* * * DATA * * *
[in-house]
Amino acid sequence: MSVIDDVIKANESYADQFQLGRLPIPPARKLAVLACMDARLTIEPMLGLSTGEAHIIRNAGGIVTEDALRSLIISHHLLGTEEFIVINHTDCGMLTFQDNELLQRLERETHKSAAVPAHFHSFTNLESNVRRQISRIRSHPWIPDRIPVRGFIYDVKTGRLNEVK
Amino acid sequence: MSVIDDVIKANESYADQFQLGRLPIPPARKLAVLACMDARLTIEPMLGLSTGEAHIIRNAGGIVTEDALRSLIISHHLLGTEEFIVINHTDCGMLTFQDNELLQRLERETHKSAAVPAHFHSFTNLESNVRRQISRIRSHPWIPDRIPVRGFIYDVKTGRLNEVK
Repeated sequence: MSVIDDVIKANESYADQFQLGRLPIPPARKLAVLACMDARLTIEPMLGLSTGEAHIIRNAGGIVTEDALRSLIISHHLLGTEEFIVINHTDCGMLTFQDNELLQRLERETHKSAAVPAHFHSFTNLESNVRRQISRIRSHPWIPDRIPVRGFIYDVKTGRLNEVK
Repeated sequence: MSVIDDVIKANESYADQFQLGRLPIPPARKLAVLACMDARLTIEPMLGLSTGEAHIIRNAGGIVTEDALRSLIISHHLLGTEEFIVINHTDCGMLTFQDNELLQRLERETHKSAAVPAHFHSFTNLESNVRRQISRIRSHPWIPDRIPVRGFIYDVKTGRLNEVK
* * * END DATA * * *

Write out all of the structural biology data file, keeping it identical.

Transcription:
[in-house]
Amino acid sequence: MSVIDDVIKANESYADQFQLGRLPIPPARKLAVLACMDARLTIEPMLGLSTGEAHIIRNAGGIVTEDALRSLIISHHLLGTEEFIVINHTDCGMLTFQDNELLQRLERETHKSAAVPAHFHSFTNLESNVRRQISRIRSHPWIPDRIPVRGFIYDVKTGRLNEVK
Amino acid sequence: MSVIDDVIKANESYADQFQLGRLPIPPARKLAVLACMDARLTIEPMLGLSTGEAHIIRNAGGIVTEDALRSLIISHHLLGTEEFIVINHTDCGMLTFQDNELLQRLERETHKSAAVPAHFHSFTNLESNVRRQISRIRSHPWIPDRIPVRGFIYDVKTGRLNEVK
Repeated sequence: MSVIDDVIKANESYADQFQLGRLPIPPARKLAVLACMDARLTIEPMLGLSTGEAHIIRNAGGIVTEDALRSLIISHHLLGTEEFIVINHTDCGMLTFQDNELLQRLERETHKSAAVPAHFHSFTNLESNVRRQISRIRSHPWIPDRIPVRGFIYDVKTGRLNEVK
Repeated sequence: MSVIDDVIKANESYADQFQLGRLPIPPARKLAVLACMDARLTIEPMLGLSTGEAHIIRNAGGIVTEDALRSLIISHHLLGTEEFIVINHTDCGMLTFQDNELLQRLERETHKSAAVPAHFHSFTNLESNVRRQISRIRSHPWIPDRIPVRGFIYDVKTGRLNEVK